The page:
But how do you check the fit? The commonly given advice is to make sure (that’s doubly sure) the gun is unloaded, point it in a safe direction and then do the following: Hold the gun in the non-firing hand, place the trigger finger of your firing hand on the trigger–locating the distal pad or distal joint on the trigger face as you would when firing–then roll your hand back from the trigger and grip the gun. If the muzzle is in line with the bones of the forearm with your finger at its proper location on the trigger, the gun is a fit. If, as the late famed gun fighter Jim Cirillo would say, you’re shooting the gun “side-saddle,” it’s to
That’s a simple check, requiring only a safe backstop to test the gun fit. Others have measured the circumference of the gripping surface. I always used a cloth tape from the left side of the trigger at the front, around the left side of the (unloaded!) gun high on the backstrap (where your hand should be) and around to the right side of the trigger.
The U.S. military service pistol, the M9, measured in at about seven inches around. The previous U.S. pistol, the 1911, measures just under 6½ inches with a long trigger. While a half inch doesn’t sound like much, it makes a big difference.
There are lots of variables beside simple linear measurements. The thickness of the hand and its digits makes a difference. My trigger finger drags on the frame of the Glock. I can’t do anything short of modifying the gun to resolve that. Over a trial of several thousand rounds, I learned to make do. Many shooters won’t do that, and most agencies won’t allow that kind of break-in.
Watch for the index finger rubbing the side of the frame during dry firing. Also be aware of your finger dragging on the inside of the trigger guard. Short, thick fingers can wreck trigger control.
A last quick test for grip fit is to see if the pad of the thumb of the shooting hand reaches the tip of the middle finger on the left side of the gun (for a right-handed shooter). If it doesn’t reach, preferably touching somewhere between the tip of the thumb and the distal joint, it’s likely not a good fit. If it does reach and the feel is right, you are there.
If you have a baseline of skill with one weapon system, you can check gun fit of a new handgun compared to your customary gun by running a few drills.
One I like is the School Drill from the Gunsite 250 Defensive Pistol Course. I take the drill back to 15 yards. I follow up with the Arizona Daytime Qualification Course fired Maricopa County style. Both drills are described in the accompanying charts. Unless you are very familiar with these drills, use the times as guidelines only; all you really want to do is run the exercises to get a feel for the handgun.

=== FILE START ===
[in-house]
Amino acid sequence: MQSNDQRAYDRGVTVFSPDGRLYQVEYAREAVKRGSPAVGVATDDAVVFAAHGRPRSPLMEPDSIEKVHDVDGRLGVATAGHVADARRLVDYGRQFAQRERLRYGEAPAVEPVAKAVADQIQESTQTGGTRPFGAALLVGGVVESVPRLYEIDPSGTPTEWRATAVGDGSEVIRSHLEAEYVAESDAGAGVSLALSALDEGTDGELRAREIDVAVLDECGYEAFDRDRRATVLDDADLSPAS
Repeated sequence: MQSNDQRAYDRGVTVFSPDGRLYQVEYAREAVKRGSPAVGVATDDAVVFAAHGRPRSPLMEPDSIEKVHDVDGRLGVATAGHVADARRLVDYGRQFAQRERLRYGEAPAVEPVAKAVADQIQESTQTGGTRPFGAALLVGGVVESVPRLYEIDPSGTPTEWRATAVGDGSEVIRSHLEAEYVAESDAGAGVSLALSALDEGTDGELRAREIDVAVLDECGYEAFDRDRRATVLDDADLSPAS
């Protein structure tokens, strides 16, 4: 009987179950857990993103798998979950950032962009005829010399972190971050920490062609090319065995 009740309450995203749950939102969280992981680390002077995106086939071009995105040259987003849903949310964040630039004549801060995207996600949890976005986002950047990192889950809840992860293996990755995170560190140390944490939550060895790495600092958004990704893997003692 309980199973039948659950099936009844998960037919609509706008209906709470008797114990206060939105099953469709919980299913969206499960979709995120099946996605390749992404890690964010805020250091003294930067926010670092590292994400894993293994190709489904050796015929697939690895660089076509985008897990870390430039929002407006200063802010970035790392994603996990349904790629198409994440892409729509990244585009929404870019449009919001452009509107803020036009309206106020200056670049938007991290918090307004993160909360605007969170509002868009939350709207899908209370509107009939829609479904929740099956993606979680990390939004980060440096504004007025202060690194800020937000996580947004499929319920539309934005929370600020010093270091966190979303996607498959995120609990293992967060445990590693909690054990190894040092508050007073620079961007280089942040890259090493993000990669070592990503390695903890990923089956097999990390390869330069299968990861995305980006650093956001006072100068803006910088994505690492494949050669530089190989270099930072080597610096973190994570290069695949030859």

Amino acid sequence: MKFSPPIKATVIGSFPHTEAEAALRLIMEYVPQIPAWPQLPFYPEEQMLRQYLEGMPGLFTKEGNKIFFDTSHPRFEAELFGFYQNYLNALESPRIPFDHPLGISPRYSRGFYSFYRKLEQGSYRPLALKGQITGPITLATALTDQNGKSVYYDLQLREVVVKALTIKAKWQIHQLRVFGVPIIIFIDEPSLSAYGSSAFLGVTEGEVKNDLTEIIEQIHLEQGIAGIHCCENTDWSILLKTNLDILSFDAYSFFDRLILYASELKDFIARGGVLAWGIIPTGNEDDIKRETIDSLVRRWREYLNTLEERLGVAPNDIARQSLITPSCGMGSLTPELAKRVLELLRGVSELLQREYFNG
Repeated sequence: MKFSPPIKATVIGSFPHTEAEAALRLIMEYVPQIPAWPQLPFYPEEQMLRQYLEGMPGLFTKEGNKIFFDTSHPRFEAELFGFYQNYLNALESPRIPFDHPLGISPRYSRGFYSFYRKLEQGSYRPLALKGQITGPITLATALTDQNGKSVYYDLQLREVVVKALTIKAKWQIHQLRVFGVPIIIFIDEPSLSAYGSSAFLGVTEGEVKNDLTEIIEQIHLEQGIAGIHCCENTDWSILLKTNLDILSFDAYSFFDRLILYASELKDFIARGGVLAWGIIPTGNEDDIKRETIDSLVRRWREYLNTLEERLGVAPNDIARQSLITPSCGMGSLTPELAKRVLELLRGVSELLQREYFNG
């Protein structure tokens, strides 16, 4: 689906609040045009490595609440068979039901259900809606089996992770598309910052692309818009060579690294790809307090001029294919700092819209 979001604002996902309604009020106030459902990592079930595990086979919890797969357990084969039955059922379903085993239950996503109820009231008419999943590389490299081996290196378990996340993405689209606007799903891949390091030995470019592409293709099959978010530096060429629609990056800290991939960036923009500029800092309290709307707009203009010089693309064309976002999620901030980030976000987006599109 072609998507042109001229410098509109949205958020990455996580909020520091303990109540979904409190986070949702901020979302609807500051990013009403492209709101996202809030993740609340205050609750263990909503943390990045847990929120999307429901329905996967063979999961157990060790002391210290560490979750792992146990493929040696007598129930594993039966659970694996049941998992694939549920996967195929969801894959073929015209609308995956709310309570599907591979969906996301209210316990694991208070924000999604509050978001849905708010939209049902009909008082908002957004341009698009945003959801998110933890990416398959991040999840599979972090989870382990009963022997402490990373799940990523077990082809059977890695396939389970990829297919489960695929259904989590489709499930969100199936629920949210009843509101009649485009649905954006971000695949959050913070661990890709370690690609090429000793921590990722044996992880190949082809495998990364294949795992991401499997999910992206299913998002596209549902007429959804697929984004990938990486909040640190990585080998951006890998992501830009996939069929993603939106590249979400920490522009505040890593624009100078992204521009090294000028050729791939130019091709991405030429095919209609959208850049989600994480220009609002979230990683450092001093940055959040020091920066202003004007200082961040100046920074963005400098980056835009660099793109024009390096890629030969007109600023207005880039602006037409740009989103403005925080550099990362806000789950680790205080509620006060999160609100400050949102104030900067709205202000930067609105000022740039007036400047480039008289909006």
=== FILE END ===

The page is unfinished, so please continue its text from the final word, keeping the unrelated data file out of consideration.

You are looking for ease of reach to necessary controls, gun fit to the hand (does it feel right?), the speed at which you make the first hit from the holster, and how well you personally work with the gun.
Do some dry-fire practice on the range. The first thing to check is reach to the trigger, followed by reach to slide stop and reach to the magazine release button. You also want to see how the strength of the recoil spring affects your ability to rack the slide surely easily while maintaining a firing grip.
Find your ideal grip on the gun. Holster the gun and replicate the grip with the gun in the holster. Ensure you can get a firing grip on the gun while it is holstered.
Which gun is best for you? Try several. Go to a range that rents guns or find a friend that’s got a model you’d like to try. Trying is the only sure way to find the handgun that fits.
MARICOPA COUNTY DRILL BASICS
Starting position: Ready position or holstered with gun loaded and charged. NRA TQ-21 target.
1. 25 yards, 2 hits from holstered, 6 sec.
2. 25 yards, 2 hits from ready, 5 sec. (do twice)
1. 3 yards, 3 hits from holster (2 center-mass, 1 head), strong hand only, 4 sec.
2. 3 yards, 3 hits from ready (2CM, 1 head), strong hand only, 3 sec.
3. 3 yards, 3 hits from holster (2CM, 1 head), two hands, 4 sec.
4. 3 yards, 3 hits from ready (2CM, 1 head), two hands, 3 sec.
5. 3 yards, 2 hits from ready, weak hand only, 3 sec. (do three times)
(start with only three rounds in the gun)
1.7 yards, 3 hits from holster, 4 sec.
2. 7 yards, 6 hits from ready (3 hits, tactical reload, 3 hits), 15 sec.
3. 7 yards, 5 hits from ready, (3 hits, empty reload, 2 hits), 12 sec.
1. 15 yards, 3 hits from holster, 5 sec.
2. 15 yards, 3 hits from ready, 4 sec.
3. 15 yards, 2 hits from holster, 4 sec. (do twice)
4. 15 yards, 1 hit from ready, 2 sec. (do twice)